As pregnancy progresses, many expectant mothers may experience shortness of breath. Shortness of breath is a common problem in women during pregnancy. Especially in the last 3 months of pregnancy, the need to breathe may increase and the expectant mother may feel as if she is choking or short of breath.
What Causes Shortness of Breath During Pregnancy?
The main cause of shortness of breath during pregnancy is that as the uterus grows, it presses on the diaphragm muscle that separates the abdominal and chest cavities and pushes it upwards. This causes the expectant mother to make more effort to breathe.
In addition, during pregnancy, the expectant mother needs more oxygen than in normal times. The expectant mother starts to breathe faster and more frequently to adapt herself to this situation and to meet her oxygen needs. Increases in hormones (especially the hormone progesterone) directly affect the lungs. The elevation also stimulates the respiratory center in the brain. This leads to an increase in the number of breaths taken every 1 minute.
Sometimes excessive weight gain, the presence of respiratory diseases such as asthma in the expectant mother, multiple pregnancies and iron deficiency can also cause shortness of breath during pregnancy.
Tips to Reduce Shortness of Breath During Pregnancy
- You can consume iron-rich foods to overcome iron deficiency.
- You can prevent dehydration by drinking plenty of water.
- You can minimize the effects of shortness of breath by wearing loose and comfortable clothes.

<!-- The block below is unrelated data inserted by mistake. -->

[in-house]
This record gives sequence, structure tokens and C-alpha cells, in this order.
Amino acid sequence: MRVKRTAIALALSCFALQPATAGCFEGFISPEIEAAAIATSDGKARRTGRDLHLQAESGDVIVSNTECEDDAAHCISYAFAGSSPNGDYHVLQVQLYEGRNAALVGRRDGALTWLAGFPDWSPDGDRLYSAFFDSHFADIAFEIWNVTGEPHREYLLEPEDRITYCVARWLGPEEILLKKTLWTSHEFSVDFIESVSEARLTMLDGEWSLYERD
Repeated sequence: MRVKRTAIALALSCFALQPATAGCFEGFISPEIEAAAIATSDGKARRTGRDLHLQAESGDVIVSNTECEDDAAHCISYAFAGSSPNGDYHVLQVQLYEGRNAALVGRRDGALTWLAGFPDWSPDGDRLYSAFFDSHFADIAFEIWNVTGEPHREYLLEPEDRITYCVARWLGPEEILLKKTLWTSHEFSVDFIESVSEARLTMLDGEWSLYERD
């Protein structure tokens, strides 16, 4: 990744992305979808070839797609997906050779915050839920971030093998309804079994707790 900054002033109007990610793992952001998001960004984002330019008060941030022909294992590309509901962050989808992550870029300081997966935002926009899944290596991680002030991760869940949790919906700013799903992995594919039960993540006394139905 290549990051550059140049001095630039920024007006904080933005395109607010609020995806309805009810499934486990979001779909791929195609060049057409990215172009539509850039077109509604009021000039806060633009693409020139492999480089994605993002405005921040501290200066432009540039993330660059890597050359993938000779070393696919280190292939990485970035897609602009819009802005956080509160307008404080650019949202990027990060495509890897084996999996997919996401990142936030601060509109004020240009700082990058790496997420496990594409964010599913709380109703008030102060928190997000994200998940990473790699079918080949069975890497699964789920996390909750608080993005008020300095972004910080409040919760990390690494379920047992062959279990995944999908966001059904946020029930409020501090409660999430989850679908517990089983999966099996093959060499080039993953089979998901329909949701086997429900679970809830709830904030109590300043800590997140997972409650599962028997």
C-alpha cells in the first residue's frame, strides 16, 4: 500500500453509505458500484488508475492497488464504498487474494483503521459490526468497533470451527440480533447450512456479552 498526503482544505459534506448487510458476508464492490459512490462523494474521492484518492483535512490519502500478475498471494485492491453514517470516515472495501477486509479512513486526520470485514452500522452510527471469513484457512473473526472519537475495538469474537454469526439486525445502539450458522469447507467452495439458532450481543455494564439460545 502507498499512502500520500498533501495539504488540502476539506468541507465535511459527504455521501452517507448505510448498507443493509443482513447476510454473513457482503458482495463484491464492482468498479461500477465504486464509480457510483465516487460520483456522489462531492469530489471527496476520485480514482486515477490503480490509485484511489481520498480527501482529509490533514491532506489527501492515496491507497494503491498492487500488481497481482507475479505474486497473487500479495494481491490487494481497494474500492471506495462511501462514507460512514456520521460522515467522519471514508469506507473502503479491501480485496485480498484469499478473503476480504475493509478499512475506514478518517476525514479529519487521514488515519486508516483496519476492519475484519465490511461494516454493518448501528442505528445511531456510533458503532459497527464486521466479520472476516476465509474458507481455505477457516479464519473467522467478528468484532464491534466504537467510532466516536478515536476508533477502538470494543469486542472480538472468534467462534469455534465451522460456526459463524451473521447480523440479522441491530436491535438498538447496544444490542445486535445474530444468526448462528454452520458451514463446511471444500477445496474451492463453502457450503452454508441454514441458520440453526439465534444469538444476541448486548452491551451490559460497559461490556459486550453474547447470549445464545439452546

- You can help your body get more oxygen by practicing breathing exercises frequently.
- You can increase your general fitness and lung capacity by walking from the moment you start thinking about becoming pregnant. Walking in the first 3 months of pregnancy will help you spend the last 3 months more comfortably, especially in the last 3 months when shortness of breath is more common.
- If you smoke, you should quit smoking and stay away from smoking environments.
Is Shortness of Breath During Pregnancy Harmful for the Baby?
The expectant mother may suddenly become out of breath, sometimes while climbing stairs, sometimes during any physical activity. He or she may experience frequent shortness of breath. However, this is harmless for the baby. The baby receives the oxygen it needs from the placenta in sufficient quantities.
If you have a known respiratory problem before pregnancy or if you experience additional problems such as severe palpitations, chest pain, numbness in the hands and feet along with shortness of breath, I strongly recommend that you get your doctor’s opinion.
Stay in good health…